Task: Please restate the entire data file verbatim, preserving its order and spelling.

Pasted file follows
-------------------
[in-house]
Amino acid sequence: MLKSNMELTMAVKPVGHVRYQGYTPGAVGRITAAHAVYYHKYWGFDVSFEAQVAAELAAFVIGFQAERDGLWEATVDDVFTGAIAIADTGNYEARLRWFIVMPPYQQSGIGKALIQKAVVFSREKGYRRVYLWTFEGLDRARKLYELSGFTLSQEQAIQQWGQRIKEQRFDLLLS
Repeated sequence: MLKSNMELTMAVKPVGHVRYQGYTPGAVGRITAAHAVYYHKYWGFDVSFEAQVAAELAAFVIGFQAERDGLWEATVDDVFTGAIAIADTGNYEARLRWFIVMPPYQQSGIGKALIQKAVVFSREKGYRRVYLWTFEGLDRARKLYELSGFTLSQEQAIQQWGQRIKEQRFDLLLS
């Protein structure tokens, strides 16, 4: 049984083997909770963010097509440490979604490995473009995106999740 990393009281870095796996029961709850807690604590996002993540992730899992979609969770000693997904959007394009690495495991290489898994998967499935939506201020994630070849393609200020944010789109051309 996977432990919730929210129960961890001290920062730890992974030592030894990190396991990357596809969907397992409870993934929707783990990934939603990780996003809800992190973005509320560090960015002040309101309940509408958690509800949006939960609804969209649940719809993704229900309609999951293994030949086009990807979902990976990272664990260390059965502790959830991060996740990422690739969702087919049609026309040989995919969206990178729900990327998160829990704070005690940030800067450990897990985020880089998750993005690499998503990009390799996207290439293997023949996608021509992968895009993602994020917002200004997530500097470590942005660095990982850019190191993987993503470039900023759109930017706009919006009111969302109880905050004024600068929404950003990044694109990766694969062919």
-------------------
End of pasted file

[in-house]
Amino acid sequence: MLKSNMELTMAVKPVGHVRYQGYTPGAVGRITAAHAVYYHKYWGFDVSFEAQVAAELAAFVIGFQAERDGLWEATVDDVFTGAIAIADTGNYEARLRWFIVMPPYQQSGIGKALIQKAVVFSREKGYRRVYLWTFEGLDRARKLYELSGFTLSQEQAIQQWGQRIKEQRFDLLLS
Repeated sequence: MLKSNMELTMAVKPVGHVRYQGYTPGAVGRITAAHAVYYHKYWGFDVSFEAQVAAELAAFVIGFQAERDGLWEATVDDVFTGAIAIADTGNYEARLRWFIVMPPYQQSGIGKALIQKAVVFSREKGYRRVYLWTFEGLDRARKLYELSGFTLSQEQAIQQWGQRIKEQRFDLLLS
């Protein structure tokens, strides 16, 4: 049984083997909770963010097509440490979604490995473009995106999740 990393009281870095796996029961709850807690604590996002993540992730899992979609969770000693997904959007394009690495495991290489898994998967499935939506201020994630070849393609200020944010789109051309 996977432990919730929210129960961890001290920062730890992974030592030894990190396991990357596809969907397992409870993934929707783990990934939603990780996003809800992190973005509320560090960015002040309101309940509408958690509800949006939960609804969209649940719809993704229900309609999951293994030949086009990807979902990976990272664990260390059965502790959830991060996740990422690739969702087919049609026309040989995919969206990178729900990327998160829990704070005690940030800067450990897990985020880089998750993005690499998503990009390799996207290439293997023949996608021509992968895009993602994020917002200004997530500097470590942005660095990982850019190191993987993503470039900023759109930017706009919006009111969302109880905050004024600068929404950003990044694109990766694969062919």